That's how I look at it. It's a simple thing. When you go to a gas station, you can tell what type of gas you're putting in you car. That the government doesn't make it mandatory to tell us if the food has been modified, or what exactly is in our food, makes no sense. It makes no common sense. But everything good, you have to fight for it, you know? Even on a contract, even on the TV under an ad, you see the fine print down at the bottom that you hardly notice, even that. Give some fine print or something.
As a business owner, how does being committed to organic and GMO-free affect the bottom line or business operations?
Ah you know, I'm not really a business man. We'll do what is right, and if it make good business sense, then OK. If I can't make business from what is right, then I won't get into that business, basically.
It's no secret that hemp has a bad rep in the US. Despite the fact that it's a nutritional powerhouse and contains no THC, it's still illegal to grow agricultural hemp in the US. What will it take to change this?
It will take the same thing that it took to change laws in Washington and Colorado. And I wonder why hemp wasn't a part of that with marijuana. If it's legal to smoke marijuana, then it should be legal to grow hemp. It takes that effort and that will. If those two states are the leaders, then hemp should be the next thing being grown in those states.
So you think agricultural hemp should be grouped with marijuana?
Yeah. The more together it is, the stronger it is. Divided we fall, united we stand, you know what I'm saying? The plant: the plant is a plant. The whole thing needs to be free, not just one side of it or one part of it. That's the way I see it. Medical marijuana has been doing good legally in a lot of states in America, so I don't see why hemp is not.
What was the most rewarding aspect of working on the Marley film and companion soundtrack?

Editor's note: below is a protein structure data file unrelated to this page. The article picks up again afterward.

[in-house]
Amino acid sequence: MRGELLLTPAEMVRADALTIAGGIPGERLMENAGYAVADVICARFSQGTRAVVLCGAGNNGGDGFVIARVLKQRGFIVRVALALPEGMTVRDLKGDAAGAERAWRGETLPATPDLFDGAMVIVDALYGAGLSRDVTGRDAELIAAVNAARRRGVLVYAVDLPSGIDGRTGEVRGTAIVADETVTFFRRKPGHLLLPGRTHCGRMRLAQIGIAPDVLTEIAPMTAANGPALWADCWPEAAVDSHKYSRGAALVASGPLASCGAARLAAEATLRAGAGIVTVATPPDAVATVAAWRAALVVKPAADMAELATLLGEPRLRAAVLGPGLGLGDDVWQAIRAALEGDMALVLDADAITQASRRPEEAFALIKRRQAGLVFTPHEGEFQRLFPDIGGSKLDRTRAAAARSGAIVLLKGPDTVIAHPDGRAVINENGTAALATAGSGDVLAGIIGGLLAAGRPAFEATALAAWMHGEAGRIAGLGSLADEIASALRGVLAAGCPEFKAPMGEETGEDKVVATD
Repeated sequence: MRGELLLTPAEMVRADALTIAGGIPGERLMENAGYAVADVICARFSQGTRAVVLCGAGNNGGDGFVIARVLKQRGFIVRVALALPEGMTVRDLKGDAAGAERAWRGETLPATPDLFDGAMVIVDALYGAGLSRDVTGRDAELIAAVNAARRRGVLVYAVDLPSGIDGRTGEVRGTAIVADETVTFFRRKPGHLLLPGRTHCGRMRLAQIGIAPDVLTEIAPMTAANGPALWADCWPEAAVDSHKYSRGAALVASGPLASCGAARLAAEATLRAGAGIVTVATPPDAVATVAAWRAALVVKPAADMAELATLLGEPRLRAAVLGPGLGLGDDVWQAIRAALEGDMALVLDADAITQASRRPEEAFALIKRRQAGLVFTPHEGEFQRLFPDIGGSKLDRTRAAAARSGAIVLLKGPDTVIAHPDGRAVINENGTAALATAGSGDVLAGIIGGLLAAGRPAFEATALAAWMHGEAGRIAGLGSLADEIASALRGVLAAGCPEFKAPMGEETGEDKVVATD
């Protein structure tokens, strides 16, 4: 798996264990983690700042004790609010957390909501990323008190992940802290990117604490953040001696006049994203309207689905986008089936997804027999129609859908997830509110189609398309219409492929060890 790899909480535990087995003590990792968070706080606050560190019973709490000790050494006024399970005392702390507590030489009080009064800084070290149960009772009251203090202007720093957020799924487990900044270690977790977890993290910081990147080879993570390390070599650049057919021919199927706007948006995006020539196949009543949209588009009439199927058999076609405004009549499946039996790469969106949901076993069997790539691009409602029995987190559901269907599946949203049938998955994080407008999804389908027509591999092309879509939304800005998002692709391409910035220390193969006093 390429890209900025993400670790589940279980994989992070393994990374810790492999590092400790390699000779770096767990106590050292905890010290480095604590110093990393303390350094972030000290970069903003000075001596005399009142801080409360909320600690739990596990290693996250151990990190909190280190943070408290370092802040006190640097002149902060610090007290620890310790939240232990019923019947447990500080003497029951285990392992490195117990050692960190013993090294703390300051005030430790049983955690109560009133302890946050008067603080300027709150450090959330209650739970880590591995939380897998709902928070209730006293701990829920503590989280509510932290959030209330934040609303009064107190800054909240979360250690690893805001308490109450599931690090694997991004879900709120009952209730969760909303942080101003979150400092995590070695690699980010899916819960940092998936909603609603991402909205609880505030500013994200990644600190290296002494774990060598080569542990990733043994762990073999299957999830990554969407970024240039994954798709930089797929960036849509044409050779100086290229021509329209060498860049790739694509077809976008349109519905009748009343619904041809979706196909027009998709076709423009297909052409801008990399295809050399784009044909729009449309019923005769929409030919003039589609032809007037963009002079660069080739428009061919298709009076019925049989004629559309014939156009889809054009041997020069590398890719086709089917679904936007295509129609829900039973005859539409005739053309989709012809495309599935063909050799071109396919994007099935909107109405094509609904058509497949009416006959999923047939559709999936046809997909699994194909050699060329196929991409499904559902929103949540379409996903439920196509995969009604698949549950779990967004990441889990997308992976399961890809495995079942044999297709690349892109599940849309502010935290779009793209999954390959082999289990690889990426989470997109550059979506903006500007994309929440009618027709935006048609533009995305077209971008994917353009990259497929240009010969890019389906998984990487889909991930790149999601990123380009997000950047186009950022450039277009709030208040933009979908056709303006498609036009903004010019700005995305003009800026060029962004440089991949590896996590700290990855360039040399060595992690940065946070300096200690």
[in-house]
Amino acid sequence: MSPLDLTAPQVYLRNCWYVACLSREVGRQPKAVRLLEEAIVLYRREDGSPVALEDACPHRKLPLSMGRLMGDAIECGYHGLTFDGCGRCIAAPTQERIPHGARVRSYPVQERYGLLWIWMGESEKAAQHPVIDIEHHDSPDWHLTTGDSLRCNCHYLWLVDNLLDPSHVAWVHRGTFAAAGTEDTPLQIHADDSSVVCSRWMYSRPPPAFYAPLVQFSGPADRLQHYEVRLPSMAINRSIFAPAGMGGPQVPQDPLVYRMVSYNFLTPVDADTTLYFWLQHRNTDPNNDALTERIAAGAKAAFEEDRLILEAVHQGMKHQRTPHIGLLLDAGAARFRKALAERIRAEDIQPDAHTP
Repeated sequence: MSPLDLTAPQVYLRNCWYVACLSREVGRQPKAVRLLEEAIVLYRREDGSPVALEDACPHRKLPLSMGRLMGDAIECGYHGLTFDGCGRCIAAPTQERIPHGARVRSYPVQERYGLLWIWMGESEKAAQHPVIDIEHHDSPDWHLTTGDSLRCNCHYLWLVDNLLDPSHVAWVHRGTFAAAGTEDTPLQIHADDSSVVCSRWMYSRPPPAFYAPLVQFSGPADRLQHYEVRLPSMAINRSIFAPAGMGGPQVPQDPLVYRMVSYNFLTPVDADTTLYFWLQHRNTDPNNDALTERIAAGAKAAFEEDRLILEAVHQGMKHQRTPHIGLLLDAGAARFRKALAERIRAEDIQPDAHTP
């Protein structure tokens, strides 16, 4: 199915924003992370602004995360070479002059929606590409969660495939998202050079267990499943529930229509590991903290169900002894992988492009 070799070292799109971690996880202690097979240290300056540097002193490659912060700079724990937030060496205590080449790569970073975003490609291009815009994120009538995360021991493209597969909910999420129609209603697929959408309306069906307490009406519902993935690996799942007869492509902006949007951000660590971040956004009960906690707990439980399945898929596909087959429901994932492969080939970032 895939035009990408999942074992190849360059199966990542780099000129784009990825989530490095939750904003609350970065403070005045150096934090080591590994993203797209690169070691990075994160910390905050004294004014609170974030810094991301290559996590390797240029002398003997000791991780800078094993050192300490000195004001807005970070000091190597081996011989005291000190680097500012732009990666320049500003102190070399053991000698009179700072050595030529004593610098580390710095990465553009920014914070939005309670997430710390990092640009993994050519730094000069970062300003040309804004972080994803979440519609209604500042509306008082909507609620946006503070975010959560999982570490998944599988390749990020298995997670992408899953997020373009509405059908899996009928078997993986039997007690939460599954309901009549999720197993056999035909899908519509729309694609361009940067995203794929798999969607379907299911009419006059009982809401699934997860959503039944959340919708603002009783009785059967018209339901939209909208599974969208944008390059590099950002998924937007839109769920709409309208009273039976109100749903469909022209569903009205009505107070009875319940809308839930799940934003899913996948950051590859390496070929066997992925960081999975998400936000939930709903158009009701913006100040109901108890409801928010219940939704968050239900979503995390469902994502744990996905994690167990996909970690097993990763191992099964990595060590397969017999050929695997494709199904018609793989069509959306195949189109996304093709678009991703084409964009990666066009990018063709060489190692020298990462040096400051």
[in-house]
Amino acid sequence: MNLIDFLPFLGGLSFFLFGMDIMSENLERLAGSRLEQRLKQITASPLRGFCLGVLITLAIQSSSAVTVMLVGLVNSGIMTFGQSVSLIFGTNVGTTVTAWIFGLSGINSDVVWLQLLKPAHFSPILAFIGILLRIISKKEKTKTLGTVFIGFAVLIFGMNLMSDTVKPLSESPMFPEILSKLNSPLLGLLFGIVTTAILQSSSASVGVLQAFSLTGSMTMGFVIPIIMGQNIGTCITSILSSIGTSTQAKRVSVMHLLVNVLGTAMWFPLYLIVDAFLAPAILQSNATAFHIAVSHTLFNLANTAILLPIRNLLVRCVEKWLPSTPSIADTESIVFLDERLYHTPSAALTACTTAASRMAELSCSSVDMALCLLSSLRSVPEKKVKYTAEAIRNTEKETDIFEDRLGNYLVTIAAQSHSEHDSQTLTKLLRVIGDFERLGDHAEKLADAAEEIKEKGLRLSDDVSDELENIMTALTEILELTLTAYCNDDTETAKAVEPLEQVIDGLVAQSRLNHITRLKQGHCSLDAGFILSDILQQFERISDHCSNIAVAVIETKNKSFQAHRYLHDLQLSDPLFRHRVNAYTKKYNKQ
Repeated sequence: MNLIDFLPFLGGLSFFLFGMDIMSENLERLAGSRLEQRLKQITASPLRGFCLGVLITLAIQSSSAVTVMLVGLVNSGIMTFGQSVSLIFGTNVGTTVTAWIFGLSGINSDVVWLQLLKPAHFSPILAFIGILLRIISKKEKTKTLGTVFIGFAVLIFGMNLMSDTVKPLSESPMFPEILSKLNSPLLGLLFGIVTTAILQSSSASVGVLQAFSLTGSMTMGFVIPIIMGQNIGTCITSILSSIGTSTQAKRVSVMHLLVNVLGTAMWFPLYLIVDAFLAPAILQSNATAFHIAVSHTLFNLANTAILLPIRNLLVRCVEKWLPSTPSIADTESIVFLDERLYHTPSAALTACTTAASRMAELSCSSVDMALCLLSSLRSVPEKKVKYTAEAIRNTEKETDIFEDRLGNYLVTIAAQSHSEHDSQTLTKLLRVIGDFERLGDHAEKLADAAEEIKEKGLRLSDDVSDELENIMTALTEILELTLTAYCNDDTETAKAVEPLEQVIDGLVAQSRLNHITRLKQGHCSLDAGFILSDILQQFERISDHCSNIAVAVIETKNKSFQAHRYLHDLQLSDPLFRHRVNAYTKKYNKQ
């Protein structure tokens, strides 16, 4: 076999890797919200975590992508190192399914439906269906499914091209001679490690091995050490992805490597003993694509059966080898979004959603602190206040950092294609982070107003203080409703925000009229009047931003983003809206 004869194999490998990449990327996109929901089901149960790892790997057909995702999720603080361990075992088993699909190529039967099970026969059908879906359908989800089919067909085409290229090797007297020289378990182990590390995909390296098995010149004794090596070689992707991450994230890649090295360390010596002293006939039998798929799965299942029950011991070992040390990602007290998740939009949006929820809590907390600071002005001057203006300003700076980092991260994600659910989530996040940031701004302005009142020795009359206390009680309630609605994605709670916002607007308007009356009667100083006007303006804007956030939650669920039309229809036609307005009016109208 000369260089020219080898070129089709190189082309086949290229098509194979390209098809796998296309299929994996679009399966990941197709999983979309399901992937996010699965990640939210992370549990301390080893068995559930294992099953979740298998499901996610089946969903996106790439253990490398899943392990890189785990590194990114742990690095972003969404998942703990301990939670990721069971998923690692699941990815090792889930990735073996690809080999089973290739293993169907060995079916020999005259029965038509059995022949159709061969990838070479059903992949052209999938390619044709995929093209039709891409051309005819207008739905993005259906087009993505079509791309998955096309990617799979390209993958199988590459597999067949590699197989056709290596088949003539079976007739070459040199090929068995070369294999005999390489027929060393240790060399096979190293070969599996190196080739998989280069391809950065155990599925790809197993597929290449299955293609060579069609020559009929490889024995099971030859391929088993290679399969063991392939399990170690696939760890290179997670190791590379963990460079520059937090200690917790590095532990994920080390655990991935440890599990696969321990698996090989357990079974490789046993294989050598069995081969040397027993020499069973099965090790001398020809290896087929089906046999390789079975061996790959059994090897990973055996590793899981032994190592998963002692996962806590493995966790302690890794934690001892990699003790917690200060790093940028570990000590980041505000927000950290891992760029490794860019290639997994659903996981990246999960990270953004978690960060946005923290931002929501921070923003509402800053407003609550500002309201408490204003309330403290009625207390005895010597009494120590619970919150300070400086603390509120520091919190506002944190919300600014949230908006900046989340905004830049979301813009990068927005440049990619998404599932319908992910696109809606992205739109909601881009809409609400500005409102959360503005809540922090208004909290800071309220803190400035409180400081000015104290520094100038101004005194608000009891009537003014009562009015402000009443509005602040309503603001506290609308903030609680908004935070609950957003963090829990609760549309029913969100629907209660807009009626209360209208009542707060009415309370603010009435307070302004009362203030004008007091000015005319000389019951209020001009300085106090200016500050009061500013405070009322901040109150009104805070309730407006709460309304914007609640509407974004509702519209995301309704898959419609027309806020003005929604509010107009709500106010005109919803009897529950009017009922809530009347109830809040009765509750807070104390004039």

I think my greatest thing from the experience is: Can I get a deeper understanding of my father, and the life? And reconnecting with that history.
Were you changed at all by the project?
No, not changed. It gave me a broader point a view, just a more open point of view, and more understanding and knowledge about my father, especially during the days when he was in Germany, days when we children were not around. It gave me a more emotional connection too.
I hear you are a phenomenal chef. What's your signature dish?
You know what's my signature dish now? It's oatmeal. I add flax seeds, golden berries, walnuts, and fruits—bananas and blueberries. My family likes it because I make it kind of special.
Is there anything else that you would like to get out there to world—to the vegetarians and vegans out there—or just to the world, any other comments?
Love one another.
ABOUT JOLIA SIDONA ALLEN
Jolia Sidona Allen is online managing editor for Vegetarian Times. She's a life-long vegetarian, writer, editor, and lover of lentils and green smoothies. Outside the VT office, she can be found frequenting SoCal farmers' markets and veg restaurants, or getting her daily dose of Vitamin D (and some sand in her toes) under the warm California sun.